Oregon Gov. Kate Brown, who supports the plan, said earlier this month that she believed it would bring necessary economic investments to the region and rights for Indigenous people. Washington Gov. Jay Inslee, who like Brown is a Democrat, praised Simpson’s “willingness to think boldly” in his proposal and said he would ensure Washington’s interests are represented. Inslee stopped short of outright supporting the plan, but he has been critical in the past of plans that sidestep breaching the dams.
Support, criticism for breaching the dams
Hayes said he believes it will take time for stakeholders to fully digest the massive plan, which would unfold over a decade. Little’s reticence certainly doesn’t spell the end for the idea, which could take months to make its way to Congress.
“No one statement from any one part is going to shove this thing forward or pull this thing back,” Hayes said.
Nez Perce Tribal Chairman Shannon Wheeler said Thursday that Simpson’s plan is what’s needed if salmon advocates want any hope of restoring the population. Wheeler said that although Simpson’s proposal might not be enough, it’s been proved that “if it doesn’t work, then we’re in the same situation we are now,” Wheeler said.
“I think … as long as we speak the truth, and provide the information with all the facts, that the truth will prevail. That’s what we hope happens now.”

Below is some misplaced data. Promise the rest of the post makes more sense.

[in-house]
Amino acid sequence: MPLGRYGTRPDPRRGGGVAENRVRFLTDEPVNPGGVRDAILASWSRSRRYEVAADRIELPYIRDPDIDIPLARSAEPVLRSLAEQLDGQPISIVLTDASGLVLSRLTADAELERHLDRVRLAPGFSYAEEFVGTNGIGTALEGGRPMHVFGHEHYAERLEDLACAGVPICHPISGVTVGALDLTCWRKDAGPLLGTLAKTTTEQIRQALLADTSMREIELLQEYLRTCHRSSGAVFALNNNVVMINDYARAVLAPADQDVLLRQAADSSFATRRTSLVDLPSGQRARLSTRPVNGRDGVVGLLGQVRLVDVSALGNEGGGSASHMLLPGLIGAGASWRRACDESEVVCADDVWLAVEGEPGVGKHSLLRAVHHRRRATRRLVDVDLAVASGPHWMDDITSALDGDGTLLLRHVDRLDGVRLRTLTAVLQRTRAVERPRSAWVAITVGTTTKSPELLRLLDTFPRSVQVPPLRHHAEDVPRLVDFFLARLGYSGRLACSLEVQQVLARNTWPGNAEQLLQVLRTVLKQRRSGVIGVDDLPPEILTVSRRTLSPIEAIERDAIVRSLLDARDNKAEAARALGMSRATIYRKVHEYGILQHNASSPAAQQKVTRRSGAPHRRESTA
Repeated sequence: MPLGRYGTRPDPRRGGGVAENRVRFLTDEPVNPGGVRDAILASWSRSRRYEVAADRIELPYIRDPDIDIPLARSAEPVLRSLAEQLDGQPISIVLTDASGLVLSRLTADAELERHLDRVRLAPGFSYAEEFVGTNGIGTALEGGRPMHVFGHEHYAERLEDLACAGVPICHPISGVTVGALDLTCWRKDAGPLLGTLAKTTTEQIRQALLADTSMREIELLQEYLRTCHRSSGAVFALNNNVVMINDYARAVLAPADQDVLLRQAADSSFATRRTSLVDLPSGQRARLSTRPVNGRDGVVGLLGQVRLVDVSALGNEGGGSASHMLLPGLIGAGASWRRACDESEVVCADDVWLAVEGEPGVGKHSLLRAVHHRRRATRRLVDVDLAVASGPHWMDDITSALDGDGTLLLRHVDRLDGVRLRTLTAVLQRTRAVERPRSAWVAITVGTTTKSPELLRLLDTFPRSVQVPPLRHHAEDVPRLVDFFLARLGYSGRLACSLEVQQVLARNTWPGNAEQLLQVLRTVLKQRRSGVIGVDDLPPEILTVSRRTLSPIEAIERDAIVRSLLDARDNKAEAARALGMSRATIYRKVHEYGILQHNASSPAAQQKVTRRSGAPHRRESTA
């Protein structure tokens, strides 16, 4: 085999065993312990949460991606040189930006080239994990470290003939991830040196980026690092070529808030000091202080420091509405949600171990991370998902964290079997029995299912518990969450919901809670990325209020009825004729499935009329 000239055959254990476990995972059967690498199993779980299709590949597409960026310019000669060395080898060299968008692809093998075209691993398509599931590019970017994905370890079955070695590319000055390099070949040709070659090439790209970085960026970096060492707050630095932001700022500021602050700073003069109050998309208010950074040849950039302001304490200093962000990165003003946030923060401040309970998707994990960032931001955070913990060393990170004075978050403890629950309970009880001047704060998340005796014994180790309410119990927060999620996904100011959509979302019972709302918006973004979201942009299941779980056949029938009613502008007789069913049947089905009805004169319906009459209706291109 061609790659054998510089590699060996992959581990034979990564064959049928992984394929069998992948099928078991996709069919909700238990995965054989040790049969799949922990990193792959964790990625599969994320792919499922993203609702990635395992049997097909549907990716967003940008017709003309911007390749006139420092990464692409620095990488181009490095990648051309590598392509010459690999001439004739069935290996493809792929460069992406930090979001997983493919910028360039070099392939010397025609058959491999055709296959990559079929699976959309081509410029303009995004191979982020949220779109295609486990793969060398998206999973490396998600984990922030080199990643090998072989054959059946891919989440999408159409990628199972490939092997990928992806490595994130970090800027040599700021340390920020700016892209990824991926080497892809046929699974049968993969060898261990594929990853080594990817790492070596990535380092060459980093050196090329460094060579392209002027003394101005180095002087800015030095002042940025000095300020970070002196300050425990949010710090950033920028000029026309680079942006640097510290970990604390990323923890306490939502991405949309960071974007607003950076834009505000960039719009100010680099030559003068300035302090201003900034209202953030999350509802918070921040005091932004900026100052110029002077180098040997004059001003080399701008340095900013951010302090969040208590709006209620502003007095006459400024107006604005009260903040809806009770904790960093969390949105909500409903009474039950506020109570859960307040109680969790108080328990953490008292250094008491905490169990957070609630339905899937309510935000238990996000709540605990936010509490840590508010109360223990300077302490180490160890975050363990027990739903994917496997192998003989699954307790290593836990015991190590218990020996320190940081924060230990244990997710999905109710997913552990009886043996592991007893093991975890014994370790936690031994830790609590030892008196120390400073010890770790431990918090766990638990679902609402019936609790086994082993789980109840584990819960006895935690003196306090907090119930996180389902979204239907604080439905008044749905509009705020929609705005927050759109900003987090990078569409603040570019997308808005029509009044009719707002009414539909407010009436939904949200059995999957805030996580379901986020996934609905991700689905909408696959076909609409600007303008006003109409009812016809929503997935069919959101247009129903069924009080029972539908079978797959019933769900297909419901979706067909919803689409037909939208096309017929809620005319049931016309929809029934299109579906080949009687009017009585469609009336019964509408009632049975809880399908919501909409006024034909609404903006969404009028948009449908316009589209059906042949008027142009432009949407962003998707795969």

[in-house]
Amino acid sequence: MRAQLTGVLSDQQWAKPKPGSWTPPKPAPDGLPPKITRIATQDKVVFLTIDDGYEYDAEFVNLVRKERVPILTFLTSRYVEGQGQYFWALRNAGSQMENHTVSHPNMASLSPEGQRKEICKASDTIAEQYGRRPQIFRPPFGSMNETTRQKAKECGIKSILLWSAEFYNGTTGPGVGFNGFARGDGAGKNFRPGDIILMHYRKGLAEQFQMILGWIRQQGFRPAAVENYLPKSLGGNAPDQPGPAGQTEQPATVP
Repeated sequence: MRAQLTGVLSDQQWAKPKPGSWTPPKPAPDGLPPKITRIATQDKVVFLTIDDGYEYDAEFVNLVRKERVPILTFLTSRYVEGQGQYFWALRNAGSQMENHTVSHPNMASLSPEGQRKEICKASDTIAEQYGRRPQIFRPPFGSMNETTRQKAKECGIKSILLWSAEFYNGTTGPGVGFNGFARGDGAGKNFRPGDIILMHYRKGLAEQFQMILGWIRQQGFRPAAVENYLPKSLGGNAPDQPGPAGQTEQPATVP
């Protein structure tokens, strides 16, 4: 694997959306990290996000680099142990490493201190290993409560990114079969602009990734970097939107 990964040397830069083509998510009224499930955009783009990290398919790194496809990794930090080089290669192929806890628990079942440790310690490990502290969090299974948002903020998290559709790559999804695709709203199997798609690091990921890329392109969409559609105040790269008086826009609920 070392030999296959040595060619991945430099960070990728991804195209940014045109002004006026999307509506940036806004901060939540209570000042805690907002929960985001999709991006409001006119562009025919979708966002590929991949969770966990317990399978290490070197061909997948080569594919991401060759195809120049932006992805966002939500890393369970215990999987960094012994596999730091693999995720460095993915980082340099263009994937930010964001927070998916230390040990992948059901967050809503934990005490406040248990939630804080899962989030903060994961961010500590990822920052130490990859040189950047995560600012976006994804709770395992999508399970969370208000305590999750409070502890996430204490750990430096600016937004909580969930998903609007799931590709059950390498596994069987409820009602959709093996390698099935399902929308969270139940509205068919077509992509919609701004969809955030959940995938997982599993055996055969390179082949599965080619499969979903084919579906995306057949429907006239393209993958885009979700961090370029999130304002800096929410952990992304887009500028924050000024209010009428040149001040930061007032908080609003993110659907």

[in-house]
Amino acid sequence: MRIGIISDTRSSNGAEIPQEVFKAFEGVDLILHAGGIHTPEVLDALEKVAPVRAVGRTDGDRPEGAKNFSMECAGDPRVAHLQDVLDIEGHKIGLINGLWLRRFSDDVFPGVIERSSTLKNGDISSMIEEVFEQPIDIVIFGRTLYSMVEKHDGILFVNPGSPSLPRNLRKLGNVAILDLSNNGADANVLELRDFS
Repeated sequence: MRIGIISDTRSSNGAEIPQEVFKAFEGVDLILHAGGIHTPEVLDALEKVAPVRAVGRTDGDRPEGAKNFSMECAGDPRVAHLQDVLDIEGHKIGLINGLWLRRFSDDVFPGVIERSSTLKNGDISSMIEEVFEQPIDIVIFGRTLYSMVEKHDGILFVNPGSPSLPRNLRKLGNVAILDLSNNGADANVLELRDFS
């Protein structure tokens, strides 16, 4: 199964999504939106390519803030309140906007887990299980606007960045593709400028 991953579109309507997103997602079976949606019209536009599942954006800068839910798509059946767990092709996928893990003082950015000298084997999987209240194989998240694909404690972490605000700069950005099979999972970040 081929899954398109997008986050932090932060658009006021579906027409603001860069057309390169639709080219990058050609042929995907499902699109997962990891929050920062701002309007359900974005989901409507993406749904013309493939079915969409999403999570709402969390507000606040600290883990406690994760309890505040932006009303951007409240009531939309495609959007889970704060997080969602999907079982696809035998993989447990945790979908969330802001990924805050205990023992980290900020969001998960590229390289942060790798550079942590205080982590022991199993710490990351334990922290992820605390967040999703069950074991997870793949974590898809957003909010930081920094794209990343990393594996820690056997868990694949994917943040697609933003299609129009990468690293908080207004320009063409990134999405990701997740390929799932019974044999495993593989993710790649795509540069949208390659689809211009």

The Idaho River Community Alliance, which represents communities from Riggins through the Lewiston area, has been hesitant to support dam breaching in the past, but changed tunes to Simpson’s plan.
Roy Akins, the alliance’s Riggins chapter director, said Simpson’s plan is the best he’s seen, allowing the group to “see a light at the end of the tunnel.”
“We’ve always felt like we need to do things that are in the best interests of everybody,” Akins said. “The only path forward is that we find a way to make everybody better off. … We feel like this is the best option for everybody to move forward.”
Several Idaho state lawmakers, however, have voiced their disapproval for the plan. Republican representatives Judy Boyle, Laurie Lickley, Marc Gibbs and Clark Kauffman each issued statements in newsletters to constituents, according to Idaho Reports.
Boyle, of Midvale, accused Simpson of creating the proposal “to hand out taxpayer money like candy in order to buy ‘support’ for his dam breaching pipe dream.”
The representatives called into question whether breaching would truly benefit salmon and lamented the potential loss of hydropower from the dams and increased traffic from the loss of cargo barging.
Lickley, of Jerome, said she would potentially meet with Idaho legislative leaders to craft a resolution opposing Simpson’s proposal. Speaker of the House Scott Bedke, R-Oakley, appeared on Twin Falls-based KLIX conservative talk radio on Wednesday to blast the plan, which he said “smacks of having gone to the state of Oregon, the state of Washington, all the NGOs (non-governmental organizations), which is code for all the environmental groups,” rather than the interests of Idaho stakeholders.